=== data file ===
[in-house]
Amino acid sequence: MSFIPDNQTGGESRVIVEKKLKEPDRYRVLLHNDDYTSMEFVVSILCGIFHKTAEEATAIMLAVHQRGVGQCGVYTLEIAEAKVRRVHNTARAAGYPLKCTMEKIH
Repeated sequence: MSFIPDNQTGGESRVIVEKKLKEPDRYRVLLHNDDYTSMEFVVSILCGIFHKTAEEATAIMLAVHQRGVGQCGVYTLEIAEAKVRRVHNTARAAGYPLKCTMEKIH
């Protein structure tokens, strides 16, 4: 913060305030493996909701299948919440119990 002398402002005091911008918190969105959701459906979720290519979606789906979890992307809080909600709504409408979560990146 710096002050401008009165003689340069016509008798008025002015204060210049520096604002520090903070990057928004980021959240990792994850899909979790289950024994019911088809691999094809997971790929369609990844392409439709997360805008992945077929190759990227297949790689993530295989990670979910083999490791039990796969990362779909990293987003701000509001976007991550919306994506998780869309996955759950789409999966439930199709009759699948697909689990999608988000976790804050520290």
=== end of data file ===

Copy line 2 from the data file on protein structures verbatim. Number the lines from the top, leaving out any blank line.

Amino acid sequence: MSFIPDNQTGGESRVIVEKKLKEPDRYRVLLHNDDYTSMEFVVSILCGIFHKTAEEATAIMLAVHQRGVGQCGVYTLEIAEAKVRRVHNTARAAGYPLKCTMEKIH